COSC 2336: Assignment 8 Linked List


In this assignment, you will be given an already templatized version of a LinkedList class. The implementation given is mostly the same one as described and presented in chapter 17 of our textbook. you will be adding some additional operations to the template LinkedList class for this assignment.

In particular, you will be adding functionality to use the linked list to search for items, delete items from the list, and display the list, among others. You will need to look at and understand the LinkedList class given, and the node data structure(s) that are being managed to add and remove items from the internal linked list.



For this assignment you will be given the following files:


File Name         Description

assg08-tests.cpp Unit tests for the member functions you are to write.

LinkedList.hpp     Header file defining LinkedList class and where member function prototypes should be declared.

LinkedList.cpp Implementation file for the LinkedList class member functions.


Set up a multi-file project to compile the .cpp source files and run them as shown for the class. The Makefile you were given should be usable to create a build project using the Atom editor as required in this class. Since LinkedList is a template class you do not actually compile the LinkedList.cpp file separately into an object file. If you look at  the bottom of the LinkedList.hpp header, it includes LinkedList.cpp, the template implementations. So any file that includes the LinkedList.hpp header file actually also includes the template implementations as well.

The general approach you should take for this assignment, and all assignment is:

1. Set up your project with the given starting code. The files should compile and run, but either no tests will be run, or tests will run but be failing.

2. For this project, start by uncommenting the first TEST_CASE in the assg08-tests.cpp file. These are the unit tests to test the functionality of search() member function, the first member function you are to implement.

3. Add the correct function prototype for the search() member function to the LinkedList class in the


LinkedList.hpp header file. The prototype consists of the name of the member function, its input parameters and their types, and the return value of the function.

4. Add an implementation of the search() member function to the LinkedList.cpp implementation file. The function should have the same signature as the prototype you gave in the header file. Documentation for the function has not been given for you this time, so add documentation of your function first. Don’t forget to indicate that this function is a member of the ListType class. And in this assignment, you need to indicate the function is a template function that parameterizes a .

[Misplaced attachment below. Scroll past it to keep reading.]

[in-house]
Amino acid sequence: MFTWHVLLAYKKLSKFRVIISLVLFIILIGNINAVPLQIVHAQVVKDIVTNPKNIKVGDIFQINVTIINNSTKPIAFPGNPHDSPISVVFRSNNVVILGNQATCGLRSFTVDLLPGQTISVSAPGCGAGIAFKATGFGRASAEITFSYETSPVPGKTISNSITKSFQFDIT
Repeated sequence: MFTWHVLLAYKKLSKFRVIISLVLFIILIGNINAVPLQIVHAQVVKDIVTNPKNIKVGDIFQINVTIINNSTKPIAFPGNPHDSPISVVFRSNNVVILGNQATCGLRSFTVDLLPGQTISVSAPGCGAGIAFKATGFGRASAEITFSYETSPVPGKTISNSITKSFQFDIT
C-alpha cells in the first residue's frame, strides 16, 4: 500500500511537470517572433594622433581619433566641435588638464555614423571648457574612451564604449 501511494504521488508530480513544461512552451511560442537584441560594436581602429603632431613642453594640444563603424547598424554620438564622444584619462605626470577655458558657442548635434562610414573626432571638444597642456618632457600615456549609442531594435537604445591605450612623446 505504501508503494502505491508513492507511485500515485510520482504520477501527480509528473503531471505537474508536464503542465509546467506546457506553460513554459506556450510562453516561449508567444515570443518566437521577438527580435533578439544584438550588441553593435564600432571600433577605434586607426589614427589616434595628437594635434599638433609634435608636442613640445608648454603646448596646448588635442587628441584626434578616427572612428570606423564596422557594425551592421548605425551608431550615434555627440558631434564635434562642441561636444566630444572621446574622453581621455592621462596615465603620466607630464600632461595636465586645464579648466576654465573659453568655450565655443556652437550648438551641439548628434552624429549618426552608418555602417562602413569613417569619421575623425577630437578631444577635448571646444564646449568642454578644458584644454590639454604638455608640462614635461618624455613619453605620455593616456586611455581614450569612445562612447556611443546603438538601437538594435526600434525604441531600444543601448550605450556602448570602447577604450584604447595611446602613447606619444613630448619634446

5. Your code should compile and run now. Make sure after adding the function prototype and stub your code compiles and runs. However, your unit tests might be failing initially.

6. Incrementally implement the functionality of your search() member function. You should try to add no more than 2 or 3 lines of code, and then make sure your program still compiles and runs. Start by adding code to get the first failing test to pass. Then once that test passes, move on to the next failing tests until you have all tests passing. If you write something that causes a previously passing test to fail, you should stop and figure out why, and either fix it so that the original test still passes, or remove what you did and try a new approach.

7. Once you have the search() member function implemented and all unit tests passing, you should then move on to the other functions in the order suggested. Some member functions use previous ones in this assignment, so do them in the order given for you in the tasks below.

I have given you a starting template for your LinkedList that implements a lot of the basic functionality of the

LinkedList class. This code is based on the example LinkedList class from our Chapter 17 Malik textbook.



You should set up your project/code as described in the previous section. In this section, we give some more details on implementing the member functions for this assignment. You should perform the following tasks for this assignment:

1. Write the member function to search() the linked list for a particular piece of information. The search function takes a const T& as its parameter and it returns a boolean result. This member function should also be declared as a const member function, as it does not change the list if it is called. An example implementation for this function is actually given in our textbook, though you may need to change it slightly to work with our assignment code.